Competition at the 2018 U.S. Women’s Open consisted of three days of eight-game qualifying rounds before the field was cut to the top 36 players for an eight-game cashers’ round. The 32-game pinfall totals determined the 24 bowlers for round-robin match play. The 56-game totals, including 30 bonus pins for each win in match play, decided the five players for the stepladder finals.
Erin McCarthy climbs into U.S. Women’s Open lead
Stefanie Johnson holds U.S. Women’s Open lead after qualifying
Stefanie Johnson retains lead after two rounds at U.S. Women’s Open
Stefanie Johnson grabs lead in opening round of U.S. Women’s Open
USBC Hall of Famer Lucy Sandelin ready for U.S. Women’s Open
Danaka Heekin swaps music trips for shot at PWBA Tour
Liz Johnson seeks record-tying fifth consecutive U.S. Women’s Open title
Jordan Richard wins first career title at PWBA Greater Harrisburg Open
Erin McCarthy wins first career title at PWBA Louisville Open
Josie Barnes wins second career title at 2018 PWBA East Hartford Open
Shannon O’Keefe wins 2018 USBC Queens
Danielle McEwan wins 2018 PWBA Fountain Valley Open
Shannon O’Keefe captures seventh PWBA title in Sonoma County Open
Singapore’s Shayna Ng wins first career PWBA title at Las Vegas Open
2018 PWBA Tour Schedule & Champions
Players with position, hometown and 56-game total, including bonus pins (30 for each win, 15 for a tie); top 5 advance to the stepladder finals; places 6-24 show earnings; n-non PWBA member
1, Stefanie Johnson, McKinney, Texas, 14-10-0, 12,834
2, Erin McCarthy, Omaha, Neb., 17-6-1, 12,800
3, Danielle McEwan, Stony Point, N.Y., 17-7-0, 12,721
4, Shannon O’Keefe, O’Fallon, Ill., 13-11-0, 12,646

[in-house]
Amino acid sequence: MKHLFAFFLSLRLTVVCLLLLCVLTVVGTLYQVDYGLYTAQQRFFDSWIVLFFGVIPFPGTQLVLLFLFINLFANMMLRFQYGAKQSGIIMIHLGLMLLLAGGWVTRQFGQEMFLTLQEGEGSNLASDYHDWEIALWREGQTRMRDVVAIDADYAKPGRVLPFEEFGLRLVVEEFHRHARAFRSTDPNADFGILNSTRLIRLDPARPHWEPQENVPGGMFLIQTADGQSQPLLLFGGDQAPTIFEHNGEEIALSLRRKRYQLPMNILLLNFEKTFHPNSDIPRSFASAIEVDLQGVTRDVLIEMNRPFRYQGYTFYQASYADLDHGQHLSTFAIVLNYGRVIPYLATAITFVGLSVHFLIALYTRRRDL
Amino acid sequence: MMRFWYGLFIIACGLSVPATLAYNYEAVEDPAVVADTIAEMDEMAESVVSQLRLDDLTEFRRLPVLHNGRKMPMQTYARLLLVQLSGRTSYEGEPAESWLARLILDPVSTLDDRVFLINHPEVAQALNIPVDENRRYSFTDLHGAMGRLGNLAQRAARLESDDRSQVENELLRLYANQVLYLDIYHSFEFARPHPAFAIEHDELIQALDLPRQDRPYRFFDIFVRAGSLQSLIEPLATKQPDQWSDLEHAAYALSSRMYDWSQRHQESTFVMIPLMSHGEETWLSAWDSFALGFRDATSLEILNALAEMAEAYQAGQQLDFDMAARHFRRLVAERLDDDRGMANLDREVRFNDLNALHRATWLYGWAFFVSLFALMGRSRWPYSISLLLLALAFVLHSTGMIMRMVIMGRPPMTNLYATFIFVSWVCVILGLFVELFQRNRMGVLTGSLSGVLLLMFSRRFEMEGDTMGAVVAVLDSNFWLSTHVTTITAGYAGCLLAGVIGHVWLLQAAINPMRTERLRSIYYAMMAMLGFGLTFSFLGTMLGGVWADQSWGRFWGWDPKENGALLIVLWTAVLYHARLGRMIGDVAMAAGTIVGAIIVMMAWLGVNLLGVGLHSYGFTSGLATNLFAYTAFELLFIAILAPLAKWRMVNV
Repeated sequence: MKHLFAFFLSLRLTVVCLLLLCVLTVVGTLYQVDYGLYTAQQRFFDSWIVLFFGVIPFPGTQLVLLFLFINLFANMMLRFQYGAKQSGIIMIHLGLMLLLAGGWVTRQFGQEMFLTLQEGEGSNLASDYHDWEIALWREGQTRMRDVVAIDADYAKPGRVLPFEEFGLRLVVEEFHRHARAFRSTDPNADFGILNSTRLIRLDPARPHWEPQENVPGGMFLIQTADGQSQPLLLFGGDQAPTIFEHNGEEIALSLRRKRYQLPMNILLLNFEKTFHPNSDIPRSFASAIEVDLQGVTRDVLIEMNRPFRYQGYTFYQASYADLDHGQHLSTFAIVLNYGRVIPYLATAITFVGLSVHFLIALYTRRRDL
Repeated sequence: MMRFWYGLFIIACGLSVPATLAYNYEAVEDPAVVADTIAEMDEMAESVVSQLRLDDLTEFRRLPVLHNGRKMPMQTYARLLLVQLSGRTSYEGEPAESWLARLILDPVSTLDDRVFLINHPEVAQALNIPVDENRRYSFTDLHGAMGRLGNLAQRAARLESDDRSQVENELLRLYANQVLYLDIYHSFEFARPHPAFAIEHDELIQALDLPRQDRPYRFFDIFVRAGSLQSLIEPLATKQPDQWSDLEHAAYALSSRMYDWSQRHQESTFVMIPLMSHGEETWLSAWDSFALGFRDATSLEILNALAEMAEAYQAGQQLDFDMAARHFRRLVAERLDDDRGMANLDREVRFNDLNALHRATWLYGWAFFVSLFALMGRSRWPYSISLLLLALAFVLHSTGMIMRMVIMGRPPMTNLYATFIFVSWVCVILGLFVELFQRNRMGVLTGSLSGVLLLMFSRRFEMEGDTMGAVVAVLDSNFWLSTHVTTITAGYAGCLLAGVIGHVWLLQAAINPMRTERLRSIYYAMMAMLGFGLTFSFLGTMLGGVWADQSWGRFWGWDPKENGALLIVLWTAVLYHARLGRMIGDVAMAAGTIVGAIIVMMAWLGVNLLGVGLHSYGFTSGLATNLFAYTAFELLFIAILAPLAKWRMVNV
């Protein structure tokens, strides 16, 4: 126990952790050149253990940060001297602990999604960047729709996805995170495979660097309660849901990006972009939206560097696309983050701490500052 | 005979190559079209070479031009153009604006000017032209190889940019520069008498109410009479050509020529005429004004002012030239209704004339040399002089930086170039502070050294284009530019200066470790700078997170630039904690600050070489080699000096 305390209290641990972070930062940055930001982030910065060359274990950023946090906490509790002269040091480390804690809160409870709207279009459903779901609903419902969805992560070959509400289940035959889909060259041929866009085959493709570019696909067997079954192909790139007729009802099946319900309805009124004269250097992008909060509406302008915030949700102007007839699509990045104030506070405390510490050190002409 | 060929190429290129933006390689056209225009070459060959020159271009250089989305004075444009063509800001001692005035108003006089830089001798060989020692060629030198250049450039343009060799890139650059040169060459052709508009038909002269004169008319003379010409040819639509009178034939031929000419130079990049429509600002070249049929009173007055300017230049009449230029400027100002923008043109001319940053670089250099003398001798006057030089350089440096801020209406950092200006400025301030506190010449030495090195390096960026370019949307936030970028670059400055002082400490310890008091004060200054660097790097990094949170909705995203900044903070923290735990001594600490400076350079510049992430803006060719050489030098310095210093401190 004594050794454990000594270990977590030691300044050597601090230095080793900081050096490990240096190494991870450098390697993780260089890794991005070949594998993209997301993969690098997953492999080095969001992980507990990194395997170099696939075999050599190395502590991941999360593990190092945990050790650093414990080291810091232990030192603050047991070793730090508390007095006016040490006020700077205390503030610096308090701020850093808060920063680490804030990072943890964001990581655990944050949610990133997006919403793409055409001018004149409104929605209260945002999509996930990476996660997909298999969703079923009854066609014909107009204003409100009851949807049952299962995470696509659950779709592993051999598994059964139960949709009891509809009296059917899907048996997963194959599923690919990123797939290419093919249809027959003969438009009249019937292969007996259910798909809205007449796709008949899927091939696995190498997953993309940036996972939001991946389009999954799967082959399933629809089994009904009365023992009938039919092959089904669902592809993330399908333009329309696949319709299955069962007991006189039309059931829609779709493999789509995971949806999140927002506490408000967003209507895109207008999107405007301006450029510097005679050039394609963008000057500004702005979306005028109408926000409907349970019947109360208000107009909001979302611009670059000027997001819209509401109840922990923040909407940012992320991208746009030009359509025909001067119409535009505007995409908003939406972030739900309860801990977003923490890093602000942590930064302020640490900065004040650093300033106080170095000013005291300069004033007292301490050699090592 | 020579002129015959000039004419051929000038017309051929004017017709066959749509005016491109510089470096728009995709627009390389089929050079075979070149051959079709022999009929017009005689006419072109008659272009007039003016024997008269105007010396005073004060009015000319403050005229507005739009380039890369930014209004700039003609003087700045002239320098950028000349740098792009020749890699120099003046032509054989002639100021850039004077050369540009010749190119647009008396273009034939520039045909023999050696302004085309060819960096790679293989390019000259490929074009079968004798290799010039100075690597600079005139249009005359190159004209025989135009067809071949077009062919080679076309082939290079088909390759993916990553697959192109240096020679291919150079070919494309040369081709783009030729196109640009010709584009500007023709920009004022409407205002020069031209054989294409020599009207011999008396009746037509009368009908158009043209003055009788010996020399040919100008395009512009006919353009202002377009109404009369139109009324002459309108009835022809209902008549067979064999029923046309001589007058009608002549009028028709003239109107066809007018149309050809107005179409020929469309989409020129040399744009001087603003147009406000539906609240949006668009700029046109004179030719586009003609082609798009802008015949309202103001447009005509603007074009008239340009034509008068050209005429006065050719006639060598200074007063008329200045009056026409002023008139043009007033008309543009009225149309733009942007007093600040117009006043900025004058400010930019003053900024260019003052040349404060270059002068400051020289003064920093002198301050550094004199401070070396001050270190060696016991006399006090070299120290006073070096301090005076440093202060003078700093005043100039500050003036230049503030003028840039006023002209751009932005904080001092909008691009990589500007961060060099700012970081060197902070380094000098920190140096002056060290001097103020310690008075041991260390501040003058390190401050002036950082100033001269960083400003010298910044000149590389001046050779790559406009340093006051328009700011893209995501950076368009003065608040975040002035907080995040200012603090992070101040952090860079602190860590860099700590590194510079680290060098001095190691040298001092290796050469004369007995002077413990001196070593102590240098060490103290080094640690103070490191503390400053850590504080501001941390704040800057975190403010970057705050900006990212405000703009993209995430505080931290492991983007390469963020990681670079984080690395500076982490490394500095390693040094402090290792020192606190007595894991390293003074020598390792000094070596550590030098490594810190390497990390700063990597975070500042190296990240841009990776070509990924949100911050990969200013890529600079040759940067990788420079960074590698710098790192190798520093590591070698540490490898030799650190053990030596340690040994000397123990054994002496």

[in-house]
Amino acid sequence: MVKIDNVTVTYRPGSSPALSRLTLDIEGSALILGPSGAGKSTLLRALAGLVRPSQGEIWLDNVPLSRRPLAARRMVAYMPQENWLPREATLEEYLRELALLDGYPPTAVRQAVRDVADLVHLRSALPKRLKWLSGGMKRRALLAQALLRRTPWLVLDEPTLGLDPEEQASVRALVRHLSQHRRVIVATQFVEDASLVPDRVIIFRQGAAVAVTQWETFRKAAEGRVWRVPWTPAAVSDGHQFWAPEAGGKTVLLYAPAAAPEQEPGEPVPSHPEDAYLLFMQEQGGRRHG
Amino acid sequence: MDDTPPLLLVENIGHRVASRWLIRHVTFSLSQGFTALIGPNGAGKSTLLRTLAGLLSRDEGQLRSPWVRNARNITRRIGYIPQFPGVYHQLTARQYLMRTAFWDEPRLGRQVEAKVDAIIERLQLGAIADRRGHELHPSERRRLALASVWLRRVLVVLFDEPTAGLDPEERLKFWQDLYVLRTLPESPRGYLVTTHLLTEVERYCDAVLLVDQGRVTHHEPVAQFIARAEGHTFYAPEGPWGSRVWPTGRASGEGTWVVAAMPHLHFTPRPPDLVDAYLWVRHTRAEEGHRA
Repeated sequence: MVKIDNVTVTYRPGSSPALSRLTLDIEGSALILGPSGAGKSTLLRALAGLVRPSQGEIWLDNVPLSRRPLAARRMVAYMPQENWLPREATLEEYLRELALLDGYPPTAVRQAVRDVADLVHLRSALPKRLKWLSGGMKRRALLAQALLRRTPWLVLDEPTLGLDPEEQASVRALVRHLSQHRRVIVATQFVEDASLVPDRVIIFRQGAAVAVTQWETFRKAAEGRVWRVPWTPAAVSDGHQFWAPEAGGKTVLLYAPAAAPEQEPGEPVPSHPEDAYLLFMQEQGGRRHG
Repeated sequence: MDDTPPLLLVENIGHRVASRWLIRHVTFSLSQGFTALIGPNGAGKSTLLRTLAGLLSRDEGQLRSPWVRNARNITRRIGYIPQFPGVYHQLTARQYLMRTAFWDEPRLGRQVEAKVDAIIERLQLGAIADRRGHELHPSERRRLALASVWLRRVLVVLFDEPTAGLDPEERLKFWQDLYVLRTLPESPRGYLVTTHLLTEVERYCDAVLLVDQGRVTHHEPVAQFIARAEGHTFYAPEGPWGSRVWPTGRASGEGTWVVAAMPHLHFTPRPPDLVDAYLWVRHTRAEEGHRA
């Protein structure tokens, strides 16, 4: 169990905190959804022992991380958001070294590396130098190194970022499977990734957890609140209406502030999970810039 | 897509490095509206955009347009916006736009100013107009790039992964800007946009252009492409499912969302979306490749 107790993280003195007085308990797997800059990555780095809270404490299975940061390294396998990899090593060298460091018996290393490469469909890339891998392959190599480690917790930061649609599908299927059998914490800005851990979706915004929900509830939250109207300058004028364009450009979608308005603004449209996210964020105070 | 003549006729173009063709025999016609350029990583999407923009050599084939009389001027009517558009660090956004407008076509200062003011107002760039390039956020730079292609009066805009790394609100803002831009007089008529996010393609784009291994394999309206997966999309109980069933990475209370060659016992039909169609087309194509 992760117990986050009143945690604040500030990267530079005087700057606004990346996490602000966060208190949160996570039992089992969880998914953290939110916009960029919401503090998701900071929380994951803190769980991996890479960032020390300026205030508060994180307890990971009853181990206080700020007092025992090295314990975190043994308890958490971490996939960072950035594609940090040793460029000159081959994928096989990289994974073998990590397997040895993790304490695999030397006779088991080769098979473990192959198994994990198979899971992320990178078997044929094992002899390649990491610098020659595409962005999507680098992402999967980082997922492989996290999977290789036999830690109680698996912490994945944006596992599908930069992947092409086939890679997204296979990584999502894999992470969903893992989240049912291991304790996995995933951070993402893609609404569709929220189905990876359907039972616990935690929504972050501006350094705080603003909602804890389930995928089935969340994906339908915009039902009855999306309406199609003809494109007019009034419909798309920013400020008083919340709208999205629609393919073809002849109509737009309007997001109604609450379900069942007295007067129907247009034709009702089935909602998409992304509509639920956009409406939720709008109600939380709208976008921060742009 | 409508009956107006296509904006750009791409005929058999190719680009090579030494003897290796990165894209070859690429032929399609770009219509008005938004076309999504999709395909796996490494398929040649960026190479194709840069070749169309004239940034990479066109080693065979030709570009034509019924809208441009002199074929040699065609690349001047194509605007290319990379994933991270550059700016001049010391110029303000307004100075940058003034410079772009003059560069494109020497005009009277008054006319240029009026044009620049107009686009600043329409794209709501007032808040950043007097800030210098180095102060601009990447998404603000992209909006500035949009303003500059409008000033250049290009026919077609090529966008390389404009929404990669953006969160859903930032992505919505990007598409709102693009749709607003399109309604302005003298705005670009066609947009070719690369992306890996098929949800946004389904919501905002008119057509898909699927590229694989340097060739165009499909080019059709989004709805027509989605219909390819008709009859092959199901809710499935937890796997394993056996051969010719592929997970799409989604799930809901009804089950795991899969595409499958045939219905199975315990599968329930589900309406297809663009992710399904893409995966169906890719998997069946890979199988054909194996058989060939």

5, Liz Kuhlkin, Schenectady, N.Y., 16-8-0, 12,635
6, Tannya Roumimper, Indonesia, 14-9-1, 12,566, $5,200
7, Jen Higgins, Westerville, Ohio, 14-10-0, 12,458, $4,750
8, Missy Parkin, Laguna Hills, Calif., 13-11-0, 12,451, $4,300
9, Sandra Gongora, Mexico, 12-12-0, 12,442, $4,100
10, Liz Johnson, Palatine, Ill., 10-14-0, 12,422, $4,000
11, Shannon Sellens (n), Copiague, N.Y., 12-11-1, 12,416, $3,900
12, Clara Guerrero, Colombia, 12-12-0, 12,280, $3,800
13, Jordan Richard, Tipton, Mich., 10-14-0, 12,248, $3,700
14, Siti Safiyah, Malaysia, 12-12-0, 12,201, $3,600
15, Jodi Woessner, Oregon, Ohio, 14-9-1, 12,198, $3,500
16, Li Jane Sin, Malaysia, 11-13-0, 12,170, $3,400
17, Juliana Franco (n), Colombia, 8-15-1, 12,158, $3,350
18, Urara Himeji, Japan, 10-14-0, 12,140, $3,300
19, Shannon Pluhowsky, Dayton, Ohio, 10-14-0, 12,074, $3,250
20, Brandi Branka, Fairview Heights, Ill., 10-14-0, 12,044, $3,200
21, Thashaina Seraus (n), Aruba, 7-17-0, 11,933, $3,150
22, Daria Kovalova, Ukraine, 11-12-1, 11,888, $3,100
23, Giselle Poss, Nashville, Tenn., 11-13-0, 11,879, $3,050
24, Kamilah Dammers-Naddall, Aruba, 6-18-0, 11,401, $3,000.
Players with position, hometown and 48-game total, including bonus pins (30 for each win, 15 for a tie); n-non PWBA member